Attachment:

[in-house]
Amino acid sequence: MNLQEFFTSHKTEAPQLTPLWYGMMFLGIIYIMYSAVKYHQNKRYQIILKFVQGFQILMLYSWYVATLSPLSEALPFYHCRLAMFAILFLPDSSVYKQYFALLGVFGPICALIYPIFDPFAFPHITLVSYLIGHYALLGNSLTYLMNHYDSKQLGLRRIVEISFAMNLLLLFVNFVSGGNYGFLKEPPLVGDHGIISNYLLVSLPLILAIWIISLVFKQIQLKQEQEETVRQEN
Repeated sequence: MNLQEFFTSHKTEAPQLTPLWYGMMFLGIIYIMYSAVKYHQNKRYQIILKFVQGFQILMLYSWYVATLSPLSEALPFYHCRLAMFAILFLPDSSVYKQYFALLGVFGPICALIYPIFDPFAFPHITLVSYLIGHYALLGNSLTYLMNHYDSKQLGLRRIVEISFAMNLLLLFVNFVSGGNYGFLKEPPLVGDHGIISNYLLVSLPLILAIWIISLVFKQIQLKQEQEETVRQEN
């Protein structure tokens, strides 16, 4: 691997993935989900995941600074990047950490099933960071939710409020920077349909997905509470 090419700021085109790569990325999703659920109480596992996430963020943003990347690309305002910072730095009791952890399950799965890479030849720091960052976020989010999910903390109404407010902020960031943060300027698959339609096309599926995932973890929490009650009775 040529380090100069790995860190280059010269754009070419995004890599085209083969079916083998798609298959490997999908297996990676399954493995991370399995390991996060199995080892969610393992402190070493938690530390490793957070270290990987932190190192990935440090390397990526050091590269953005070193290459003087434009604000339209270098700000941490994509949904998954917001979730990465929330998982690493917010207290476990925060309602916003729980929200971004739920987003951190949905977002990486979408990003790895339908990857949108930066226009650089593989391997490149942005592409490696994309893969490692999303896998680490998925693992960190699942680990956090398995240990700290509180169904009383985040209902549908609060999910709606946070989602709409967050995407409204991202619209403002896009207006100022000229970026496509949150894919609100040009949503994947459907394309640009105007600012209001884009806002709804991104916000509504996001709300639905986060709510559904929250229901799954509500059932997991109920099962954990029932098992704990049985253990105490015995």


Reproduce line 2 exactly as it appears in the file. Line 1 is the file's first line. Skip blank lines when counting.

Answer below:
Amino acid sequence: MNLQEFFTSHKTEAPQLTPLWYGMMFLGIIYIMYSAVKYHQNKRYQIILKFVQGFQILMLYSWYVATLSPLSEALPFYHCRLAMFAILFLPDSSVYKQYFALLGVFGPICALIYPIFDPFAFPHITLVSYLIGHYALLGNSLTYLMNHYDSKQLGLRRIVEISFAMNLLLLFVNFVSGGNYGFLKEPPLVGDHGIISNYLLVSLPLILAIWIISLVFKQIQLKQEQEETVRQEN